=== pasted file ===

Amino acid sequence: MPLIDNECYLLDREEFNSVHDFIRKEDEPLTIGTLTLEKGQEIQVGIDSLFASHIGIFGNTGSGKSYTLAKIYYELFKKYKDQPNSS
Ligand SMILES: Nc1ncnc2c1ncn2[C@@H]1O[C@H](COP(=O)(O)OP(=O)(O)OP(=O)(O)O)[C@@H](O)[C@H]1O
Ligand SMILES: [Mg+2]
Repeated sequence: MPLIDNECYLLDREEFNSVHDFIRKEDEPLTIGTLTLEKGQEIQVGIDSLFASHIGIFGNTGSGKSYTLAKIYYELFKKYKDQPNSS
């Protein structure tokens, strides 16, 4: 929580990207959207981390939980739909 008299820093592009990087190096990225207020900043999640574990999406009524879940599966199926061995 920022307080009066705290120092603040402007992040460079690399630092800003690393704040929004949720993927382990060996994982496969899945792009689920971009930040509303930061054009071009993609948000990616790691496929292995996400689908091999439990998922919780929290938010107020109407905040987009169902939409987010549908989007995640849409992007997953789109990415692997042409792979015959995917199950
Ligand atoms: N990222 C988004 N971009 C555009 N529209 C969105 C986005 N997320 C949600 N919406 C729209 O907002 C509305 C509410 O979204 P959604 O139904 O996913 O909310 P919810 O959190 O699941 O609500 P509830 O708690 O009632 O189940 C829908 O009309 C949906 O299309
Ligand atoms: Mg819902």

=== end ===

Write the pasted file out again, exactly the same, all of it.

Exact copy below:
Amino acid sequence: MPLIDNECYLLDREEFNSVHDFIRKEDEPLTIGTLTLEKGQEIQVGIDSLFASHIGIFGNTGSGKSYTLAKIYYELFKKYKDQPNSS
Ligand SMILES: Nc1ncnc2c1ncn2[C@@H]1O[C@H](COP(=O)(O)OP(=O)(O)OP(=O)(O)O)[C@@H](O)[C@H]1O
Ligand SMILES: [Mg+2]
Repeated sequence: MPLIDNECYLLDREEFNSVHDFIRKEDEPLTIGTLTLEKGQEIQVGIDSLFASHIGIFGNTGSGKSYTLAKIYYELFKKYKDQPNSS
């Protein structure tokens, strides 16, 4: 929580990207959207981390939980739909 008299820093592009990087190096990225207020900043999640574990999406009524879940599966199926061995 920022307080009066705290120092603040402007992040460079690399630092800003690393704040929004949720993927382990060996994982496969899945792009689920971009930040509303930061054009071009993609948000990616790691496929292995996400689908091999439990998922919780929290938010107020109407905040987009169902939409987010549908989007995640849409992007997953789109990415692997042409792979015959995917199950
Ligand atoms: N990222 C988004 N971009 C555009 N529209 C969105 C986005 N997320 C949600 N919406 C729209 O907002 C509305 C509410 O979204 P959604 O139904 O996913 O909310 P919810 O959190 O699941 O609500 P509830 O708690 O009632 O189940 C829908 O009309 C949906 O299309
Ligand atoms: Mg819902």